In addition to gradually declining rental rates, increased competition within the industry has resulted in some consolidation. REITs as well as mid-sized and large operators have been joining forces to strengthen their brands and create economies of scale. Mini-Storage Messenger’s annual Top Operators, which was published in November, shows that consolidation among the leading self-storage operators is an ongoing occurrence. In 2018, for example, the real estate investment trust National Storage Affiliates (NSA) formed a joint venture to acquire a 112-property portfolio of Simply Self Storage facilities. This $1.325 billion acquisition stripped Simply Self Storage of its former top operator status; it had been ranked as the seventh largest operator in 2017.
While industry consolidation of that nature has been happening for years, partnerships and acquisitions among self-storage vendors and suppliers are occurring more frequently and are expected to continue as companies seek to expand their products and services.
Gordon decided to take that path last year for SpareFoot, acquiring both Raleigh, N.C.-based SiteLink and Westwood, Kan.-based storEDGE in 2018. His goal: To create an integrated, one-stop shop for the technology aspects of the self-storage businesses. With the three companies combining their efforts, products, and services under one umbrella, Gordon’s company aspires to be a single vendor that can provide everything a facility needs to operate better.
By uniting these companies, Gordon will be able to help self-storage owners and operators save both time and money. “There are so many benefits,” he says. “A single, integrated platform lets owners and operators be more effective and make more money.”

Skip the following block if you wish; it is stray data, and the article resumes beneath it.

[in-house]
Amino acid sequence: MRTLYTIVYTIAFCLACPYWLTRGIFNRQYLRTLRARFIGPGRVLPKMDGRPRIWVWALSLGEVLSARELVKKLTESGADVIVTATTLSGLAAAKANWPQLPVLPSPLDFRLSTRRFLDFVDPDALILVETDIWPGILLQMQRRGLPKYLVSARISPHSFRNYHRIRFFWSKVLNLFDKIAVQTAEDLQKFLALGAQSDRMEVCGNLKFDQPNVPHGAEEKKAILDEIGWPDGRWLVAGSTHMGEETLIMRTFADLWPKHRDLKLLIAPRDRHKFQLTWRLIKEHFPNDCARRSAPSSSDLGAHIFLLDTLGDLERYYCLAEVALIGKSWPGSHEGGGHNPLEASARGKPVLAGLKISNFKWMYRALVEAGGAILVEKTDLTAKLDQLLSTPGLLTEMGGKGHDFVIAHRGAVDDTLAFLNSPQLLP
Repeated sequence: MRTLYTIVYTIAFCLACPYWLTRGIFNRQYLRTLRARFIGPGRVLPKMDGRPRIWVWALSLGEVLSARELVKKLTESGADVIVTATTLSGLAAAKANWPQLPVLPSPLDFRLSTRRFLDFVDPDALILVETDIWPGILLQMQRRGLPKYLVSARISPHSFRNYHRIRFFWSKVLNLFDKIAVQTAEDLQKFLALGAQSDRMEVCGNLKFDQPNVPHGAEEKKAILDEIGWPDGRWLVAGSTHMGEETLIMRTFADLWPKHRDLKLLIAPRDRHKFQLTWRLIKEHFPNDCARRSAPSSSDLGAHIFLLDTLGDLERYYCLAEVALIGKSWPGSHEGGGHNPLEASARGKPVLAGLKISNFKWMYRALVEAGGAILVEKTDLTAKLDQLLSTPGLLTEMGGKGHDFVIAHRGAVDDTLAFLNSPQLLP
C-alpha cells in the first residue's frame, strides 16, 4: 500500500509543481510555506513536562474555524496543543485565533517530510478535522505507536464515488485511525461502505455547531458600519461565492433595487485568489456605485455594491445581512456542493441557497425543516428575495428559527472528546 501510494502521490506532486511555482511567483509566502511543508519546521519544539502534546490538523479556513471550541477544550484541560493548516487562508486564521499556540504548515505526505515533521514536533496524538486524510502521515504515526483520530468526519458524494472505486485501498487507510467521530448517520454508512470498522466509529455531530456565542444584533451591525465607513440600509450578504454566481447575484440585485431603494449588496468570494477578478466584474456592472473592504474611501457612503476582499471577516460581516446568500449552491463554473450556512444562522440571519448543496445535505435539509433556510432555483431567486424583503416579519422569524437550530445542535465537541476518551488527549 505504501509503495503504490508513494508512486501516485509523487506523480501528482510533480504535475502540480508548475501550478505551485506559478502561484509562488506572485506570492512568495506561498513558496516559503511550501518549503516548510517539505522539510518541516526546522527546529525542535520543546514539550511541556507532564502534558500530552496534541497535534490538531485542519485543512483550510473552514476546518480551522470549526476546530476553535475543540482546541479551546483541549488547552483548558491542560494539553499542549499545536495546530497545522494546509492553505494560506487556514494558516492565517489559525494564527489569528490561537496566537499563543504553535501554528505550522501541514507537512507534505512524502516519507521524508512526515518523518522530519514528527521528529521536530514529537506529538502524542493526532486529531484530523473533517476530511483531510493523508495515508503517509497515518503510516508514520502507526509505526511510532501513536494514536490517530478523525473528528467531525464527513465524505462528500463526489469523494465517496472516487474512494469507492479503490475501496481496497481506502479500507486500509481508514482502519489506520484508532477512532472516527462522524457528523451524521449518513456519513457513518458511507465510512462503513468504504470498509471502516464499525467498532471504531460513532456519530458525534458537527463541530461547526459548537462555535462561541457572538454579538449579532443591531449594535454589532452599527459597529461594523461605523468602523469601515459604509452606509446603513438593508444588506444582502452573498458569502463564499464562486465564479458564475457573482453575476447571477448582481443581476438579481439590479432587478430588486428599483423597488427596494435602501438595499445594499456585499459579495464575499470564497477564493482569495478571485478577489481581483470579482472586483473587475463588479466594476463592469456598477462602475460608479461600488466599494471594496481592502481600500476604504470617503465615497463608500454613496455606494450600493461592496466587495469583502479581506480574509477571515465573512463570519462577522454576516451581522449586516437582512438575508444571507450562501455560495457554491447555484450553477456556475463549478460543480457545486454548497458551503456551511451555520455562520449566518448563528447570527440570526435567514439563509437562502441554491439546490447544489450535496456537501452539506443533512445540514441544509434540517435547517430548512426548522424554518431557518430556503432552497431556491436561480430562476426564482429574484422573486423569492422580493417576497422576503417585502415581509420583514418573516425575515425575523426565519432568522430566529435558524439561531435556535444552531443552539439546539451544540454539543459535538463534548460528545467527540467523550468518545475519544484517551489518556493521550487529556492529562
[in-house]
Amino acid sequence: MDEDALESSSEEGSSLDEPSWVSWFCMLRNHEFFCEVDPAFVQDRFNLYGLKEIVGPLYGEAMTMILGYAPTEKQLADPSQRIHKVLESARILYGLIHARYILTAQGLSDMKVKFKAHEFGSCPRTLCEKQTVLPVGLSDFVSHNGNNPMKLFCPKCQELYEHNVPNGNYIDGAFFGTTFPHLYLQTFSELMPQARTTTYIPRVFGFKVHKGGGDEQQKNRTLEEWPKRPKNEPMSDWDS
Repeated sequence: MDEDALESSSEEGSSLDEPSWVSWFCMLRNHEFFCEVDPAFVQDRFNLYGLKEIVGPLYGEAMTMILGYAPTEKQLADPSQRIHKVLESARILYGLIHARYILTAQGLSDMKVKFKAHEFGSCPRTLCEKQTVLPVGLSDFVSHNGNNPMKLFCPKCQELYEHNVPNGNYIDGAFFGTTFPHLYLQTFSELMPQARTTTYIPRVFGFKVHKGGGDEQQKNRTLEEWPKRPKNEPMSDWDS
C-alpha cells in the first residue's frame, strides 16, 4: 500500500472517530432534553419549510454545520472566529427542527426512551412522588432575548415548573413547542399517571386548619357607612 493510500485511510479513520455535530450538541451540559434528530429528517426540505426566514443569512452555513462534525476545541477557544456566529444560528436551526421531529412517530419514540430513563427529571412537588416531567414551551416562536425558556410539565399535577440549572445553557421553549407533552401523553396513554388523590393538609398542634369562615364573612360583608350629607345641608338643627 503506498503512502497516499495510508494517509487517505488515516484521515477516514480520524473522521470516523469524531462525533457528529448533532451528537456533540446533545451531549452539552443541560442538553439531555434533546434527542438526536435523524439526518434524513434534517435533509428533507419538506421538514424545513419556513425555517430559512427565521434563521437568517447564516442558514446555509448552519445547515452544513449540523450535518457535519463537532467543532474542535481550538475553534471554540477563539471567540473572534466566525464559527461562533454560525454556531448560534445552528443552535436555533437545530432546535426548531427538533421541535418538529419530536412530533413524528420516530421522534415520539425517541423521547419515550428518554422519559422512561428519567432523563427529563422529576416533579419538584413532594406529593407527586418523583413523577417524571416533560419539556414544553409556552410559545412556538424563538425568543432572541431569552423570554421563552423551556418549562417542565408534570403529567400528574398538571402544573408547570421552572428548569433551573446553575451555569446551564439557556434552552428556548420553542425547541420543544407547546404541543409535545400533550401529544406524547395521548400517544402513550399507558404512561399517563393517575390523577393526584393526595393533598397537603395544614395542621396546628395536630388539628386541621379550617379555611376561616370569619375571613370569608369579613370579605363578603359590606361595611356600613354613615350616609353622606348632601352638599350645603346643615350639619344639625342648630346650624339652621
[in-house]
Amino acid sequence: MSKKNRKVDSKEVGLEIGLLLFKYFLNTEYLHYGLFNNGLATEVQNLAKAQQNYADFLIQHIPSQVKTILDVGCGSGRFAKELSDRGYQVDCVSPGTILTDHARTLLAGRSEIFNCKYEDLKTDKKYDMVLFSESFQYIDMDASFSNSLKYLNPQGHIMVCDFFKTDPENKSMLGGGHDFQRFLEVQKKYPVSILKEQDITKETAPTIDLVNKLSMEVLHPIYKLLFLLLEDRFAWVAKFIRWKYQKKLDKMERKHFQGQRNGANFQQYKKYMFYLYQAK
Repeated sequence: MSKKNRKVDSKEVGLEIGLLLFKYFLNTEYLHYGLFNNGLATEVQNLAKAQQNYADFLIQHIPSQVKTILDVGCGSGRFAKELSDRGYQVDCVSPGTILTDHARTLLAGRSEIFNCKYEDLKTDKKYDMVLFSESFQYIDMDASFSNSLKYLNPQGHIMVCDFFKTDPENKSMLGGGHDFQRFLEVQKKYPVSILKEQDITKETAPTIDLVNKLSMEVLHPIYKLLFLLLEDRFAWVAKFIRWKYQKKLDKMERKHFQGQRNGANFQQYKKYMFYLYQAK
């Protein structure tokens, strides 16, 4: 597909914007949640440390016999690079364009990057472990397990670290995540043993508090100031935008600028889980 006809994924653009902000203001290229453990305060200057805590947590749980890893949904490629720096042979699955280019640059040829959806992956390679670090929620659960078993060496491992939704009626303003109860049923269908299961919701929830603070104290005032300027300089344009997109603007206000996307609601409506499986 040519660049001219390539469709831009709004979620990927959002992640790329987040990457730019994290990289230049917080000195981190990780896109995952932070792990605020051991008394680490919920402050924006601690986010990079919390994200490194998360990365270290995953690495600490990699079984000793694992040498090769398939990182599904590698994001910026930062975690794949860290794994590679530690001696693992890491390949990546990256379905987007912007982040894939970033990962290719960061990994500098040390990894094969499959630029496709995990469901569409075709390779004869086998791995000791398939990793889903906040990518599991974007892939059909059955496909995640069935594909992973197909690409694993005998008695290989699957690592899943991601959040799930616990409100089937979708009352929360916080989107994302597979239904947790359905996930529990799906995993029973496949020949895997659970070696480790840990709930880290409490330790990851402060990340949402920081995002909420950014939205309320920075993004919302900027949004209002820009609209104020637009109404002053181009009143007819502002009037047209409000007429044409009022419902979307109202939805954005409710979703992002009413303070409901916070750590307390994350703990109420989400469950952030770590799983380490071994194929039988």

Essentially, he is creating efficiencies on behalf of his customers because all of the companies’ products will be seamlessly integrated to work together. Gordon notes that before these mergers, the self-storage industry did not have a single vendor that could provide all these technological aspects; customers had to employ several different vendors to acquire and/or utilize every necessary piece of the tech puzzle. As of November, the companies are working hard on the launch of storEDGE’s new website product to all SiteLink customers. “The tech is fantastic,” he says. “It is a game changer compared to website products available before.”
“We’re trying to be a central hub for technology,” says Gordon, adding that long-term oriented private equity firm Cove Hill Partners has backed the acquisitions and will enable the company to expand in the future. “Today we offer software, merchant services, lead generation, websites/marketing services, and cloud access control. We’d like to add more products into the suite.”
While Gordon couldn’t yet discuss upcoming acquisition plans in detail, he mentions that they are considering adding other elements to their steadily increasing list of offerings. “We’ll build or buy products depending on the situation.”
From their sales teams to their customer service teams and technical support teams, the companies are combining all their efforts to improve their customer relations and products. “We had separate customer facing teams before,” says Gordon, “but combining them will enable even better customer service than any of our companies had independently.” He adds that the consolidated teams enable the companies to be more dedicated to their customers.
Moreover, the companies, which intend to keep their existing individual branding, are well on course to becoming a global vendor thanks in part to SiteLink’s presence in 60 countries.
Unite To Expand
When you have a shared vision, comparable cultures, and a clear direction, it only makes sense to consider creating partnerships or joining forces with other companies to increase everyone’s likelihood for success. As Gordon sees it, uniting the workload and sharing strengths is a practical way to improve products/services and propel them into the forefront of customers’ available options.
“We plan to keep expanding,” he says. “We’re excited about the future and our integrated products. We’re working hard to make it happen.”